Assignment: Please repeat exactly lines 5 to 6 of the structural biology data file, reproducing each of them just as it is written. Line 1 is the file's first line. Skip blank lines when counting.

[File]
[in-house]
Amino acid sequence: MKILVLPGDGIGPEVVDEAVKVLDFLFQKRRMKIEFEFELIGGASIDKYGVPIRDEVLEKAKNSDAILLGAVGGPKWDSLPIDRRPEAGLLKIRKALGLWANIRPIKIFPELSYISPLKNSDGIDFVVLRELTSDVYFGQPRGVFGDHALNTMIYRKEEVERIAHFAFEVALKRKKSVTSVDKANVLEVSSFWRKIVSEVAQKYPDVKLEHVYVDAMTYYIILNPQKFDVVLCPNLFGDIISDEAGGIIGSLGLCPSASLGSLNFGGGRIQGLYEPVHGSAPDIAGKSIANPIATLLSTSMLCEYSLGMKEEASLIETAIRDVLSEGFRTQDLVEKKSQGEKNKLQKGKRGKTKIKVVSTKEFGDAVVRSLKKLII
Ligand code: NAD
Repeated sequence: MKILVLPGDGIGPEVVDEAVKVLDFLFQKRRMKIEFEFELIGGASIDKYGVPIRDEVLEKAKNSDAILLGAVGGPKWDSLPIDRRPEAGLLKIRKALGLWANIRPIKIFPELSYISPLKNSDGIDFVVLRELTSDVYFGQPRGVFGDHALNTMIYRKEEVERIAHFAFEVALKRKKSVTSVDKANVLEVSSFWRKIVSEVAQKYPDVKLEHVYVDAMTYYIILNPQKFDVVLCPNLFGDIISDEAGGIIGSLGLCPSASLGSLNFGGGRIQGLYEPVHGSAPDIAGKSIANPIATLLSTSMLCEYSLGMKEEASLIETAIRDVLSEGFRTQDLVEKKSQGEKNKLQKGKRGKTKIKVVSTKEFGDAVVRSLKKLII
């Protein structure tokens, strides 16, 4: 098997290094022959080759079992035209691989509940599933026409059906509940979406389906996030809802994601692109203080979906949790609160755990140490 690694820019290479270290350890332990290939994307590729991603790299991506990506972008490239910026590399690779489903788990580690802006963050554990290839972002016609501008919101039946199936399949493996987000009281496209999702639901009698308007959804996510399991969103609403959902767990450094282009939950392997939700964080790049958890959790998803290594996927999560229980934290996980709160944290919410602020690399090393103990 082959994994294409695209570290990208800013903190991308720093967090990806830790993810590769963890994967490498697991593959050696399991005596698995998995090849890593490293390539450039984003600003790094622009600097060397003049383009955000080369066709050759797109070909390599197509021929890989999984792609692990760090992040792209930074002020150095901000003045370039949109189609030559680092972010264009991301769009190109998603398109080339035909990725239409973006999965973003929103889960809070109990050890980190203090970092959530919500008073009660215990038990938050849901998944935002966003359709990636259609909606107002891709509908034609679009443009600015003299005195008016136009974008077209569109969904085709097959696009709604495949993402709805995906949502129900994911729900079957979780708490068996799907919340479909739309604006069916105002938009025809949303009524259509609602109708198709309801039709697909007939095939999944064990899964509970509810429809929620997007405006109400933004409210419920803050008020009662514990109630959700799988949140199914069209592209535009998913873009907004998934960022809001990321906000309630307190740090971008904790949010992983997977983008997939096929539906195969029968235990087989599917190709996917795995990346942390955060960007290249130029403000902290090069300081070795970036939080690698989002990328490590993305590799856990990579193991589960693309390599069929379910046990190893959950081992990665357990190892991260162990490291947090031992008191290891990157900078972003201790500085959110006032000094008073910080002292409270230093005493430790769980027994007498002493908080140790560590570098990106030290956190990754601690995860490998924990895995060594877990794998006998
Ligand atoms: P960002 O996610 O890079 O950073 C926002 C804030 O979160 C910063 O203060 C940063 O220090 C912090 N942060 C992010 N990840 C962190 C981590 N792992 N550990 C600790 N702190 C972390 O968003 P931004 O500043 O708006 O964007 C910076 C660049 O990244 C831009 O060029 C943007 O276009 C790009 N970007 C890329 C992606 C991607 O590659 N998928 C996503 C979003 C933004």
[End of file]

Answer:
């Protein structure tokens, strides 16, 4: 098997290094022959080759079992035209691989509940599933026409059906509940979406389906996030809802994601692109203080979906949790609160755990140490 690694820019290479270290350890332990290939994307590729991603790299991506990506972008490239910026590399690779489903788990580690802006963050554990290839972002016609501008919101039946199936399949493996987000009281496209999702639901009698308007959804996510399991969103609403959902767990450094282009939950392997939700964080790049958890959790998803290594996927999560229980934290996980709160944290919410602020690399090393103990 082959994994294409695209570290990208800013903190991308720093967090990806830790993810590769963890994967490498697991593959050696399991005596698995998995090849890593490293390539450039984003600003790094622009600097060397003049383009955000080369066709050759797109070909390599197509021929890989999984792609692990760090992040792209930074002020150095901000003045370039949109189609030559680092972010264009991301769009190109998603398109080339035909990725239409973006999965973003929103889960809070109990050890980190203090970092959530919500008073009660215990038990938050849901998944935002966003359709990636259609909606107002891709509908034609679009443009600015003299005195008016136009974008077209569109969904085709097959696009709604495949993402709805995906949502129900994911729900079957979780708490068996799907919340479909739309604006069916105002938009025809949303009524259509609602109708198709309801039709697909007939095939999944064990899964509970509810429809929620997007405006109400933004409210419920803050008020009662514990109630959700799988949140199914069209592209535009998913873009907004998934960022809001990321906000309630307190740090971008904790949010992983997977983008997939096929539906195969029968235990087989599917190709996917795995990346942390955060960007290249130029403000902290090069300081070795970036939080690698989002990328490590993305590799856990990579193991589960693309390599069929379910046990190893959950081992990665357990190892991260162990490291947090031992008191290891990157900078972003201790500085959110006032000094008073910080002292409270230093005493430790769980027994007498002493908080140790560590570098990106030290956190990754601690995860490998924990895995060594877990794998006998
Ligand atoms: P960002 O996610 O890079 O950073 C926002 C804030 O979160 C910063 O203060 C940063 O220090 C912090 N942060 C992010 N990840 C962190 C981590 N792992 N550990 C600790 N702190 C972390 O968003 P931004 O500043 O708006 O964007 C910076 C660049 O990244 C831009 O060029 C943007 O276009 C790009 N970007 C890329 C992606 C991607 O590659 N998928 C996503 C979003 C933004």